They say, “It takes money to make money,” and most business owners find that to be true. No matter how leanly you try to run your company, you’ll need extra cash to invest and grow.
When you’re looking for funds, your credit score is going to be a significant factor. No matter how you go about it, whether it’s sitting down with a banker or completing a credit card application, your credit rating will be the first thing they look at.
If you have a low credit score, all is not lost. It doesn’t mean you can’t start a business. But it does mean that there are extra steps you have to take to prepare for launch and secure funding in the future.
Here’s what you need to know about your credit score and how to move forward if you’re struggling with funding.
What Causes Low Credit Scores?
People and organizations sometimes judge those with low credit, but many factors can cause a low rating. Perhaps you’re young and haven’t had time to build up any credit. Or you might have a lower income and have struggled financially.
Maybe something happened — a divorce or significant setback — that caused your credit score to tumble. Regardless, knowing what elements impact your credit score can help you get back on track.
The most important thing rating companies look at is your debt payment history. This accounts for 35% of your FICO score, which is used by most lenders. Making payments on time is the number one way to improve your credit.
Next, you’ll want to pay attention to how much of your available credit you’re using. For example, if you have $1000 in available credit and you’re using $800, you have an 80% utilization ratio. Using more than 30% of your credit hurts your score. Utilization is 30% of your rating.
The last three factors make up 35% of your rating. They are the amount of time you’ve had credit (15%), your credit mix (10%), and how much new credit you’ve applied for recently (10%).
How to Improve Your Credit Score
Now that you know the key factors that influence your credit rating, you can work on improving it. First, be sure to order your credit report from one of the three credit bureaus. Experian, Equifax, and Transunion will provide you with one free report every three years. By ordering one at a time, you can get one every year.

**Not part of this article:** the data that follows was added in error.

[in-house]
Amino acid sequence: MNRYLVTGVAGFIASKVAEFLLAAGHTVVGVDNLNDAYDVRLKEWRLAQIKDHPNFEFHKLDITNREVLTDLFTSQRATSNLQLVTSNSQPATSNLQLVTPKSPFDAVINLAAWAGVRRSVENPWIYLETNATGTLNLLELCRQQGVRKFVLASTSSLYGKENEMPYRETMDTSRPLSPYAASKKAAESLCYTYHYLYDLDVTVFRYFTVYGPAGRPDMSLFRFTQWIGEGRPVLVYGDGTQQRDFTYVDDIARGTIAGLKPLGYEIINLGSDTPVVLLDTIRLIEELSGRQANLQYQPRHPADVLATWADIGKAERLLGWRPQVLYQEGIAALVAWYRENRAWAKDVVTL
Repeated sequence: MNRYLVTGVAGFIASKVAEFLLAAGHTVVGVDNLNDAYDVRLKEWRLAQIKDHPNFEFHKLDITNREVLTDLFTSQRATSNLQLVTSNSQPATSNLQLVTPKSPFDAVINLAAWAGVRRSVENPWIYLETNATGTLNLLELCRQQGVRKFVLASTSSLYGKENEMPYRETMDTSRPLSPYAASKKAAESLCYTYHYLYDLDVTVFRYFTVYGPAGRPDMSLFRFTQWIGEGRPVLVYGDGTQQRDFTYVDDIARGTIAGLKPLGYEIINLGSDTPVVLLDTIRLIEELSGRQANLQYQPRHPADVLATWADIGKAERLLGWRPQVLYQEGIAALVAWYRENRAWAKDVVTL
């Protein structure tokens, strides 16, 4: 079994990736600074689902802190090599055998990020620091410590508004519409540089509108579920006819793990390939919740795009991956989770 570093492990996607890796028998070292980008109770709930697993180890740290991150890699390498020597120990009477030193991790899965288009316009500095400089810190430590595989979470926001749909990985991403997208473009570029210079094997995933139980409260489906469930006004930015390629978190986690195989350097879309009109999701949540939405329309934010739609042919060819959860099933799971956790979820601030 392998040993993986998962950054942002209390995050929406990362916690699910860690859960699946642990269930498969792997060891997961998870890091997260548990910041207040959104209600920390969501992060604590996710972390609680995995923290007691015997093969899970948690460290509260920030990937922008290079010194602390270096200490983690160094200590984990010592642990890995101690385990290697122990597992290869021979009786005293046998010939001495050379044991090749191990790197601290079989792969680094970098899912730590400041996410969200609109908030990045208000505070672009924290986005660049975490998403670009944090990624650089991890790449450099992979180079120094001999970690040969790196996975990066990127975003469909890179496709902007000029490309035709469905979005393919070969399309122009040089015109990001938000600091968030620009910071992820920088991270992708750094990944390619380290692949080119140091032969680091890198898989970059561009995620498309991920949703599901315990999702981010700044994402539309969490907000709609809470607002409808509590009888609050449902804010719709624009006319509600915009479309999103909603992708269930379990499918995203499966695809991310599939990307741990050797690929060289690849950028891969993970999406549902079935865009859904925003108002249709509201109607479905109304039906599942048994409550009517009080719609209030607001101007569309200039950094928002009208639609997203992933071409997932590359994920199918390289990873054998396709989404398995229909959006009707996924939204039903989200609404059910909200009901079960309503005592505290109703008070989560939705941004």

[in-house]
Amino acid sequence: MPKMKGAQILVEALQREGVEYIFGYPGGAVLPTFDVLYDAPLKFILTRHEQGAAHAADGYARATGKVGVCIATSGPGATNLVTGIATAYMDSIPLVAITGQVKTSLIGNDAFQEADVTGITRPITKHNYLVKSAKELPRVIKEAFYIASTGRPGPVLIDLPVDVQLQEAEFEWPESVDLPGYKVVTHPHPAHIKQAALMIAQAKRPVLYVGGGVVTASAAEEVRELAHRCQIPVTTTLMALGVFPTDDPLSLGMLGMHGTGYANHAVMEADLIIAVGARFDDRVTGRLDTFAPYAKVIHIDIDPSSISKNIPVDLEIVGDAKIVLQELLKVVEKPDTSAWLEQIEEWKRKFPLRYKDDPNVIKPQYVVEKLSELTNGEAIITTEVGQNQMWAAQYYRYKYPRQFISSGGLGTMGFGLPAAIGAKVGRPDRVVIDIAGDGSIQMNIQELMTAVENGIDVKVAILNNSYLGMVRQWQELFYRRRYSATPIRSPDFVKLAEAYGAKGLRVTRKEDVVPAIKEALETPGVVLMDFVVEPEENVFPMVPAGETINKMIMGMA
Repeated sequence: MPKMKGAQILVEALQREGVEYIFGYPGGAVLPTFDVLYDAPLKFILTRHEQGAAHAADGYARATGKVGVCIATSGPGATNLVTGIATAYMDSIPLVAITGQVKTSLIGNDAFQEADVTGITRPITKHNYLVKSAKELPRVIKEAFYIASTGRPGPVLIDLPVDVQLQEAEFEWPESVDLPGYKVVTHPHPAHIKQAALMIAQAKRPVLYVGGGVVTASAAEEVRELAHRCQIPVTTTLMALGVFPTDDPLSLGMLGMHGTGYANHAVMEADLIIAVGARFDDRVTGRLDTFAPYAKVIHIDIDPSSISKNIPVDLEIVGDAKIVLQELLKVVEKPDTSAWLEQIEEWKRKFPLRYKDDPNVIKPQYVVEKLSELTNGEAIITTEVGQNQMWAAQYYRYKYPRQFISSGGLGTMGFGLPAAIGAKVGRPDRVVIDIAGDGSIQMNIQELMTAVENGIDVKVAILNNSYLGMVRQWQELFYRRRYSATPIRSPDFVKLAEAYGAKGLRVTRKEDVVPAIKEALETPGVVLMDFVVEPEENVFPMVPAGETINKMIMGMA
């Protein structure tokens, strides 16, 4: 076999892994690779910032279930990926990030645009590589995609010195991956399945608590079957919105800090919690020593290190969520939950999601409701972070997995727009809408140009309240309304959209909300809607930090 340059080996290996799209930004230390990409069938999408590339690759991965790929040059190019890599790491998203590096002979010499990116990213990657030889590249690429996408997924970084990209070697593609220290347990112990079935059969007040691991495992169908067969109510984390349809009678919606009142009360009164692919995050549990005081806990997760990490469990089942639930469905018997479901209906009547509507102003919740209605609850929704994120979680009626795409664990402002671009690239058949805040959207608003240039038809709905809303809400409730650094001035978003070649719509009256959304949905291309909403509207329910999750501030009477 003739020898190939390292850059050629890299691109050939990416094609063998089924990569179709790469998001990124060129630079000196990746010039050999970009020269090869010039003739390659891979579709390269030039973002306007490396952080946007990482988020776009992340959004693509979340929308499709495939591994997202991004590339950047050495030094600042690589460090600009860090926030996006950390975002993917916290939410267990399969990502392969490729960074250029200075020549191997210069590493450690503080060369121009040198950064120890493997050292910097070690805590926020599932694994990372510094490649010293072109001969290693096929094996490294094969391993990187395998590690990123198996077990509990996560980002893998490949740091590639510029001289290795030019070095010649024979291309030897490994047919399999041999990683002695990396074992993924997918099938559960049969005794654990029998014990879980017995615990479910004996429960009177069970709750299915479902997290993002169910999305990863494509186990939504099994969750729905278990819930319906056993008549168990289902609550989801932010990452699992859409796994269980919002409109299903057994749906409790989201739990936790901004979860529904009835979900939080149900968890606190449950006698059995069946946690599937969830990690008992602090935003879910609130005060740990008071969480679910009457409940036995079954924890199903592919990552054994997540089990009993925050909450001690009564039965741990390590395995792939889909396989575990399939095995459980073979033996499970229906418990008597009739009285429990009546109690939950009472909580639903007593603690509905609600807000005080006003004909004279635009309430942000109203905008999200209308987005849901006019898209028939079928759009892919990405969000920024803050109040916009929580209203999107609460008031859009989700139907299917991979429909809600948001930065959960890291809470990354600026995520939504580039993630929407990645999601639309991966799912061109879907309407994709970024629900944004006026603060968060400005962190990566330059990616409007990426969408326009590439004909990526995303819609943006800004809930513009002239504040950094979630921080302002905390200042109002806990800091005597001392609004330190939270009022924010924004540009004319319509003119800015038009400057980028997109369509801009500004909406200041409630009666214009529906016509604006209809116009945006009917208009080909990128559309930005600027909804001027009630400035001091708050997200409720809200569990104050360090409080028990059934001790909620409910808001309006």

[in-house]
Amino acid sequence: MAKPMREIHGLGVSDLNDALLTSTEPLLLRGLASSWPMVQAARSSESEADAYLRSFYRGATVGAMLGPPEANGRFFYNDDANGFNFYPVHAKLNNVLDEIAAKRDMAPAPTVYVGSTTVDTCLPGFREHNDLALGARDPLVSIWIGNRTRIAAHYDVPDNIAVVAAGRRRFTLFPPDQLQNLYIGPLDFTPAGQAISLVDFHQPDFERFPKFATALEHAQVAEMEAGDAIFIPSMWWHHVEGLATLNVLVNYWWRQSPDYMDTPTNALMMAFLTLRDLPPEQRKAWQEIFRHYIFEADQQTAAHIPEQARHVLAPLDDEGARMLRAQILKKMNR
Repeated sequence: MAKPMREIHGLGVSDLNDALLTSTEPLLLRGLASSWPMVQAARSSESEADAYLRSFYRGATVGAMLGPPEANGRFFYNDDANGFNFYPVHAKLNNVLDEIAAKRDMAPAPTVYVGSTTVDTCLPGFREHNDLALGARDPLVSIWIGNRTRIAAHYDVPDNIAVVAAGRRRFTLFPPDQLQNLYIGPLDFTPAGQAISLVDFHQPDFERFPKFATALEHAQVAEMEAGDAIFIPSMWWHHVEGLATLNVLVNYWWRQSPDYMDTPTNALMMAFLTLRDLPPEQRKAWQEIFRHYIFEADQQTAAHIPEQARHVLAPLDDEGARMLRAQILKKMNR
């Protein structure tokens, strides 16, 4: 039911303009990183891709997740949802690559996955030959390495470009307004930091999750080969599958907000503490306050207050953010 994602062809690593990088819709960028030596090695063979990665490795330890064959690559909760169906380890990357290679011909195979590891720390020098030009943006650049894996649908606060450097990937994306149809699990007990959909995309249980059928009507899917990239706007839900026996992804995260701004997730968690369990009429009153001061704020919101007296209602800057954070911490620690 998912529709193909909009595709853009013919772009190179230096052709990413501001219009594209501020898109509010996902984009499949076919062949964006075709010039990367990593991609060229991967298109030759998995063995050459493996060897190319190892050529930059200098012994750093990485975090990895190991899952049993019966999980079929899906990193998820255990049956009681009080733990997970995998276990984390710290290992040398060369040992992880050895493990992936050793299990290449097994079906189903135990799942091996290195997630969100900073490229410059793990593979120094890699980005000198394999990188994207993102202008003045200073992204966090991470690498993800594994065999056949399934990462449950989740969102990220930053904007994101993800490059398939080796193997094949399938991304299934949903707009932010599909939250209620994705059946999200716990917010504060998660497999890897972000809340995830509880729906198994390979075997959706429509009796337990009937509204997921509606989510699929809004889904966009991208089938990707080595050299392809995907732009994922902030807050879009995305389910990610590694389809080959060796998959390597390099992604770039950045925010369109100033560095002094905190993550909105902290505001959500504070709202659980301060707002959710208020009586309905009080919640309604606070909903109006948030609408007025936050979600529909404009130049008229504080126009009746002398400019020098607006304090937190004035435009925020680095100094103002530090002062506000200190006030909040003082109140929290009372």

Check to ensure there are no errors in the report that might impact your rating. These include accounts that don’t belong to you, accounts listed as delinquent that have been resolved, and more.
Once your report is accurate, it’s time to build your credit score.
Work on Your Payment History
Making payments on time is essential, as it has the largest impact on your credit. If you can pay extra without putting yourself in a bind, do so — the more you pay, the more your utilization goes down.
However, don’t overextend yourself so that you end up needing to use credit to cover bills or expenses later in the month. Being wise with your payment plans will help you stay on track without needing to use more credit.
If you can ensure that your credit payments each month clear by the 15th, the credit bureaus will register both an on-time payment and a drop in credit usage that month — a double win!
Keep Credit Accounts Open
Many people pay off credit accounts and then immediately close them. They want to be done with them. While this is understandable, it actually hurts your credit score.
Keep credit accounts open even if you’ve paid them off. If it’s an older account, you’ll extend the length of your credit history, which boosts your credit score. No matter how old it is, having unused available credit improves your credit utilization, which is a significant rating factor.
If you pay off an account, pat yourself on the back and put the card away so you won’t be tempted to reuse it. But keep the account open to boost your score!
Keep Your Company’s Finances in Order as Well
While you’re working on your personal credit, you can’t overlook your business operations. The better you manage your company money, the more likely you are to qualify for additional funds when you need them.
Take advantage of accounting software to make keeping track of income and expenses easy. You can link your business bank account to the software so you don’t have to enter data manually.
Learn how to understand important financial documents, such as your income statement, balance sheet, and cash flow statement. You can work with a professional or outsource your accounting, but it’s vital you know what’s going on financially.
Finally, be sure you’re setting aside money for taxes. There’s nothing more frustrating than working hard all year and being socked with a huge tax bill. You can pay an estimated tax amount each quarter to stay caught up.
Build Your Credit to Grow Your Business
Having a poor credit score makes it difficult to qualify for additional funding when you need to grow your company. The good news is that there’s a lot you can do to make things better. Now that you know the factors that impact your rating, you can focus on those issues to improve.
As your credit rating improves, be sure you’re managing your business money effectively as well. Keep an eye on your financial statements, bills, and income. Use software and automation to ensure nothing falls through the cracks.
You can build a successful business, no matter your credit score. It takes time and dedication, so why not start today?
By Indiana Lee, BOSS contributor